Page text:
Social Studies Market: Grades K-12
NEED UP-TO-DATE INTELLIGENCE ON THE SOCIAL STUDIES NICHE?
EMR/Simba Information has just released its latest (January 2015) study of the Social Studies instructional materials market in grades K-12, a thorough analysis of current statistics and trends, with comparisons to EMR’s prior surveys conducted in 2010, 2006, and 2004.
YOUR KEY TO UNDERSTANDING TODAY’S $1 BILLION SOCIAL STUDIES MARKET
Social Studies Market, January 2015, covers the estimated $1.04 billion market for textbook and non-textbook Social Studies instructional materials and digital resources in 2014-15, a segment that has experienced 5.8% annual growth compared to EMR’s prior survey conducted in 2010-11.
EMR’s survey was designed to answer critical questions about Social Studies instruction in terms of preferred strategies and materials most frequently used. Areas investigated include which textbooks, supplemental materials, and publishers are used most often at different grade levels and how they are perceived by teachers, the level of discretionary funds spent on supplemental texts, workbooks, teacher resource materials, online/digital content, assessments, and other non-textbook materials and programs, and Social Studies topical areas in which educators are demanding new instructional materials.
- Looking at the leading textbooks by grade level, in grades K-5 the top titles are Harcourt Social Studies/Harcourt with an 8.4% market penetration, Scott Foresman Social Studies/Scott Foresman (7.1%), Horizons: U.S. History/Harcourt (3.9%), and Social Studies Alive/Teacher’s Curriculum Institute (2.6%). Similar data is contained in the report for grades 6-8 and 9-12.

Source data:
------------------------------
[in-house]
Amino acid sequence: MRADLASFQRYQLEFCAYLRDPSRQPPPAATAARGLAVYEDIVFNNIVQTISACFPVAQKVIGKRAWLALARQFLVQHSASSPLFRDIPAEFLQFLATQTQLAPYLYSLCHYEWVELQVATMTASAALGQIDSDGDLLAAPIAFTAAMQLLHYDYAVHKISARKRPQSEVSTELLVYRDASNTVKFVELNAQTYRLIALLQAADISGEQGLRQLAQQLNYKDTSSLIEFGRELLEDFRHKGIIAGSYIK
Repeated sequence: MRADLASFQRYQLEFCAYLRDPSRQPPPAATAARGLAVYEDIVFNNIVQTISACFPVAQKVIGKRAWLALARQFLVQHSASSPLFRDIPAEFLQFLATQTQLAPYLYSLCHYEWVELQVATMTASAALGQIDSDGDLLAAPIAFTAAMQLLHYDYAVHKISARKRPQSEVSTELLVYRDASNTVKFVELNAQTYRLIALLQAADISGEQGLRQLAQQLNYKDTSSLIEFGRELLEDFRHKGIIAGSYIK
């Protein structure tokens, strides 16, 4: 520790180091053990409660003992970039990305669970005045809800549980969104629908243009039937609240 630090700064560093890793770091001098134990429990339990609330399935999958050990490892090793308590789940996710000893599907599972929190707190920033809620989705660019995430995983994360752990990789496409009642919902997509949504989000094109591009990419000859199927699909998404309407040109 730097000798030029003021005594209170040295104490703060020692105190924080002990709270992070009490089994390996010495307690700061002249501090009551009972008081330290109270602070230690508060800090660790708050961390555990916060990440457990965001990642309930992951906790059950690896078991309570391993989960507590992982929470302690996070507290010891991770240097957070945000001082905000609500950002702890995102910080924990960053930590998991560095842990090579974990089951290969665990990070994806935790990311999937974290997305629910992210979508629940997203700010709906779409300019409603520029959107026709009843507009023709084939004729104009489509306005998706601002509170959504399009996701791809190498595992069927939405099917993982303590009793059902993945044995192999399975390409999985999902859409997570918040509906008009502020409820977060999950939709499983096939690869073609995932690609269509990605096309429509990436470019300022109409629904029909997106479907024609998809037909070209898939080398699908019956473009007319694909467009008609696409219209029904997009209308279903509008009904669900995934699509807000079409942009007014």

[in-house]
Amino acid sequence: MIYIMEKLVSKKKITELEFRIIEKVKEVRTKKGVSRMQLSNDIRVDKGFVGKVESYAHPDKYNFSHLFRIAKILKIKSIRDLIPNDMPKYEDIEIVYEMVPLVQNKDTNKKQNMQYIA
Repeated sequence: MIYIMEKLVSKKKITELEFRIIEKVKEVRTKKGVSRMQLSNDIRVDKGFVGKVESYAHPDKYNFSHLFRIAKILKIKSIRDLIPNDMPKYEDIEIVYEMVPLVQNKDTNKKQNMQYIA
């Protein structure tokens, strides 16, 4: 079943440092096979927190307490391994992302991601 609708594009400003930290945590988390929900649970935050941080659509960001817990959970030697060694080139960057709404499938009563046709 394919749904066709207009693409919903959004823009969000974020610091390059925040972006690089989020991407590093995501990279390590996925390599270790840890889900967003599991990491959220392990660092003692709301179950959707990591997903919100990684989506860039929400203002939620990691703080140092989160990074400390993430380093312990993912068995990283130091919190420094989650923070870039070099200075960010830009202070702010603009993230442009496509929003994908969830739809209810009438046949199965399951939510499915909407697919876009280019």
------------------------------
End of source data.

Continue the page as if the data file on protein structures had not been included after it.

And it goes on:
- According to the overall sample, “not enough digital resources” (42.6%) was the biggest problem with their textbook, followed closely by “information not up-to-date” (37.2%), and “not aligned with Common Core” (36.4%).
- The respondents were asked what percentage of their Social Studies class time is spent using digital tools and/or digital content. The average digital usage figure was 29.3% of class time, which translates to nearly one and a half full school days or class periods per week.
If you need to know which Social Studies programs, materials, and publishers are most popular, and how much is being spent, by a number of product categories and in total, you should order this report now!
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